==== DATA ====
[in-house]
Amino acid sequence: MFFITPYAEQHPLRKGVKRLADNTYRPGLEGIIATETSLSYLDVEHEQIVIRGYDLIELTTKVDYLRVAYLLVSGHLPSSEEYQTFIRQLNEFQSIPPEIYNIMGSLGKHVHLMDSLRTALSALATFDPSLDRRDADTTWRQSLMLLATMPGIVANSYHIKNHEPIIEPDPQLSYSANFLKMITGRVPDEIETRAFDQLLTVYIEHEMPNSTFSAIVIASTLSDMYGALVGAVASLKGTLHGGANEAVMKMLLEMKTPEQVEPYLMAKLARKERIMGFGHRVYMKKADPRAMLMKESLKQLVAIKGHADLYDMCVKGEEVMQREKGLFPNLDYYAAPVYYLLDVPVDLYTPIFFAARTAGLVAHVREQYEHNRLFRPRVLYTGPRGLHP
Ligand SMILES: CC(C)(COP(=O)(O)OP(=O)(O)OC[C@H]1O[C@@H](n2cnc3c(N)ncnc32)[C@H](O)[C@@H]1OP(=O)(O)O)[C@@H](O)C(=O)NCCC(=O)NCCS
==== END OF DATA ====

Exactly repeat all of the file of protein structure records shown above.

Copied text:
[in-house]
Amino acid sequence: MFFITPYAEQHPLRKGVKRLADNTYRPGLEGIIATETSLSYLDVEHEQIVIRGYDLIELTTKVDYLRVAYLLVSGHLPSSEEYQTFIRQLNEFQSIPPEIYNIMGSLGKHVHLMDSLRTALSALATFDPSLDRRDADTTWRQSLMLLATMPGIVANSYHIKNHEPIIEPDPQLSYSANFLKMITGRVPDEIETRAFDQLLTVYIEHEMPNSTFSAIVIASTLSDMYGALVGAVASLKGTLHGGANEAVMKMLLEMKTPEQVEPYLMAKLARKERIMGFGHRVYMKKADPRAMLMKESLKQLVAIKGHADLYDMCVKGEEVMQREKGLFPNLDYYAAPVYYLLDVPVDLYTPIFFAARTAGLVAHVREQYEHNRLFRPRVLYTGPRGLHP
Ligand SMILES: CC(C)(COP(=O)(O)OP(=O)(O)OC[C@H]1O[C@@H](n2cnc3c(N)ncnc32)[C@H](O)[C@@H]1OP(=O)(O)O)[C@@H](O)C(=O)NCCC(=O)NCCS